Oh, sure, it's a little more complex than that. To have no desire whatsoever to control anything, i.e. to willingly concede all control to another, is unhealthy. And to desire control over everything is unhealthy. Not to mention unrealistic.
Balance is the key. Even in the most egalitarian relationships, power and control shifts from one side to the other. One partner may be terrific with money; therefore, the responsibility of paying the bills is handed over to that individual. Meanwhile, the other partner takes charge of event planning. The shift is acceptable as long as balance is achieved and negotiation takes place.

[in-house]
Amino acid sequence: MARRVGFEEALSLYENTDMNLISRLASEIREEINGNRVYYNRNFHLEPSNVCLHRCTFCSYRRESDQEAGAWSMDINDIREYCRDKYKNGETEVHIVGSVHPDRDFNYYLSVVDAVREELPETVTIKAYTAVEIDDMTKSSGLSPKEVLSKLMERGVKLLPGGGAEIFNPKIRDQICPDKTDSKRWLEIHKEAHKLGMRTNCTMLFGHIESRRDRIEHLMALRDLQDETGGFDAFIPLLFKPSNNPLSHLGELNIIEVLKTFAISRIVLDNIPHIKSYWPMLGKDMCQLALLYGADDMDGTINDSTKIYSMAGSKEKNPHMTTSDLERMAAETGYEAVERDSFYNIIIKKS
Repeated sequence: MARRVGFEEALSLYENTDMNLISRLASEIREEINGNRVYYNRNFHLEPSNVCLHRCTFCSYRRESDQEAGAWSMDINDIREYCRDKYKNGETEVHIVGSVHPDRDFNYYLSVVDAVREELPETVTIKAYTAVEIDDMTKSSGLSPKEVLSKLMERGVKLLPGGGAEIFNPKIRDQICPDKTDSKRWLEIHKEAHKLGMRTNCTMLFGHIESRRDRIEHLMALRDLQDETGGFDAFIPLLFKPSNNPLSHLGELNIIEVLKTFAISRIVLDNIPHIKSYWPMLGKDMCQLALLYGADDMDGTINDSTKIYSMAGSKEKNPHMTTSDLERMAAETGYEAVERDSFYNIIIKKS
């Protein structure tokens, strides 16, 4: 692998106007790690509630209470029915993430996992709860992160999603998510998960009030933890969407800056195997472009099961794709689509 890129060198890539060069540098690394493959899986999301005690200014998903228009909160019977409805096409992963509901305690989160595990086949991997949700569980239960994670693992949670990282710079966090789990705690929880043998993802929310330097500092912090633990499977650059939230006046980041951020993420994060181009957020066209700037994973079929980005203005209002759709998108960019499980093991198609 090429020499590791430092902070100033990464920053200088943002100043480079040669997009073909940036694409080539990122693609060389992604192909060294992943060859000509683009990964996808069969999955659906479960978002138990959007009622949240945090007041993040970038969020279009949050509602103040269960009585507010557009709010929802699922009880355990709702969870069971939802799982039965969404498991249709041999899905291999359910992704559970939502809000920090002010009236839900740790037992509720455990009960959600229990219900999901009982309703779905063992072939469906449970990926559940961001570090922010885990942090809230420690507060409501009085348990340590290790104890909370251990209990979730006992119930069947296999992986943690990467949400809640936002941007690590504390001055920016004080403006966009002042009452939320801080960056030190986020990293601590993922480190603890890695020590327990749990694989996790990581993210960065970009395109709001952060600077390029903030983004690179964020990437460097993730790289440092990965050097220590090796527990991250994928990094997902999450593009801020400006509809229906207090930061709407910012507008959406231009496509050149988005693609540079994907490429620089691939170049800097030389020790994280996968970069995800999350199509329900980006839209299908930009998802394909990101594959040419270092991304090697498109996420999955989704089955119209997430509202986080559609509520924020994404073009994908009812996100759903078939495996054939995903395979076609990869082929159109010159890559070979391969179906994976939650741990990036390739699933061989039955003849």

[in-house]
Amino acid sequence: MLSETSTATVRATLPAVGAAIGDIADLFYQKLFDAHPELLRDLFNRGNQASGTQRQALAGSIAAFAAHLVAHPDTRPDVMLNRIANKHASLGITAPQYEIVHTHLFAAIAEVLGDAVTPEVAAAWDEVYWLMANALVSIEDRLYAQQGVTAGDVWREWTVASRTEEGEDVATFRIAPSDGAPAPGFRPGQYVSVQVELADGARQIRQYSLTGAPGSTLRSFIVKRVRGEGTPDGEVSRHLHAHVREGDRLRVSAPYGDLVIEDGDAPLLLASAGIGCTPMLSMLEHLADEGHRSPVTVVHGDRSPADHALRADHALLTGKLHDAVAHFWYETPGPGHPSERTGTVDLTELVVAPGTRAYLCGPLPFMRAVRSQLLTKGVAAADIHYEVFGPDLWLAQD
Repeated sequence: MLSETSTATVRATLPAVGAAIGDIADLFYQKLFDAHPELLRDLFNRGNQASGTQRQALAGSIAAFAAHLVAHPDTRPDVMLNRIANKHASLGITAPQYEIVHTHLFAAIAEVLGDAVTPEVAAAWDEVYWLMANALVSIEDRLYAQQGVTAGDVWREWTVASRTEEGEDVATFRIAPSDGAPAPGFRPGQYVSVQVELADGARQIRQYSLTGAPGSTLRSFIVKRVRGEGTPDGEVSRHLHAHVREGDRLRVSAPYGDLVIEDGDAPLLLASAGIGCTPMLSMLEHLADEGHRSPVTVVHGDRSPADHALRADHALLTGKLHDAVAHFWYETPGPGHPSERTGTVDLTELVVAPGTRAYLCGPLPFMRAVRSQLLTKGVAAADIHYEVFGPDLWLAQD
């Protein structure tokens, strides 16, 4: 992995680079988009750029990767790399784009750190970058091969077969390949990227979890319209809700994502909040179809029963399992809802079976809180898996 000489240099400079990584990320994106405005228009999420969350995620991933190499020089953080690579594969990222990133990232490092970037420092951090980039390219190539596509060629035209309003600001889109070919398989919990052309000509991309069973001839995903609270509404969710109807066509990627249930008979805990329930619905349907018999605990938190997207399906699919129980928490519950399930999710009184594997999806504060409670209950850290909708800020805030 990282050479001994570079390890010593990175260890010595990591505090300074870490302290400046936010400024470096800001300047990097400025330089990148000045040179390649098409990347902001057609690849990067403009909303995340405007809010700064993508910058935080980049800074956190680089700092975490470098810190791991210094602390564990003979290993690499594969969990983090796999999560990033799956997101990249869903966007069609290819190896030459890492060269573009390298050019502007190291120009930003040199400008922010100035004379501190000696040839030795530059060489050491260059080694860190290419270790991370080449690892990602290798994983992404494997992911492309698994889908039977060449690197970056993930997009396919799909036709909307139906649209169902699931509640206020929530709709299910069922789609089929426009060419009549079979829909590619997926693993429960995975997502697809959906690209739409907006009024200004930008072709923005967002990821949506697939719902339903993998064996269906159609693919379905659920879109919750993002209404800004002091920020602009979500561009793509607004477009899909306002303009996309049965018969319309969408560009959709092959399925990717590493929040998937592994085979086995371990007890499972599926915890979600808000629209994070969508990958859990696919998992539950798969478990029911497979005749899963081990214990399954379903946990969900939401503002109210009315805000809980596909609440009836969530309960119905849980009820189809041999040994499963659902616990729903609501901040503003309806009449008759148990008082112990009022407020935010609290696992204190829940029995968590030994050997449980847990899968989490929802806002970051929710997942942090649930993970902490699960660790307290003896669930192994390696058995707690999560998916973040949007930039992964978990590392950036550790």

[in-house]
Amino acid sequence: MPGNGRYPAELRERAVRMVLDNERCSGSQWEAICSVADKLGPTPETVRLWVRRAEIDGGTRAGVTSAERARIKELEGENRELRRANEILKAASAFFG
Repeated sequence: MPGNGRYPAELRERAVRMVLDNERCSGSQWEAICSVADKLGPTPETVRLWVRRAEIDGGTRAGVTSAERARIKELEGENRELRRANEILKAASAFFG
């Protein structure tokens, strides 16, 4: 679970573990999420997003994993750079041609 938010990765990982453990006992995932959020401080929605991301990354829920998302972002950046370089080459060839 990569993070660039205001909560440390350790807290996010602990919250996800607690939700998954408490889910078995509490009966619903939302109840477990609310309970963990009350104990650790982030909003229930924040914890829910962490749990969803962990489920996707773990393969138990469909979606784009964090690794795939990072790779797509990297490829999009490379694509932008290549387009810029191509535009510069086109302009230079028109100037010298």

When balance is not achieved, one is likely to look elsewhere to find control and restore internal order. The boss yells at the man who goes home and criticizes his wife who then spanks the child who turns and kicks the dog who chases the cat who throws up on the new Oriental rug.
I propose that there are lots of ways people seek control, and not many of them are very functional in the long run. Substance abuse. Violence. Theft. Manipulation. Cruelty. Eating disorders. Dissociation. These seem to provide some immediate relief but can easily spiral, leaving the individual feeling even more helpless.
One problem with theories is that they don't always come with solutions. In other words, I don't have a cure for feeling out of control. I feel it often. But if it is true that the healing is in the telling, then maybe it is helpful to learn to recognize when control is taken from us and to verbalize a need to restore balance.
And... if anyone figures out how to do that, please let me in on your secret.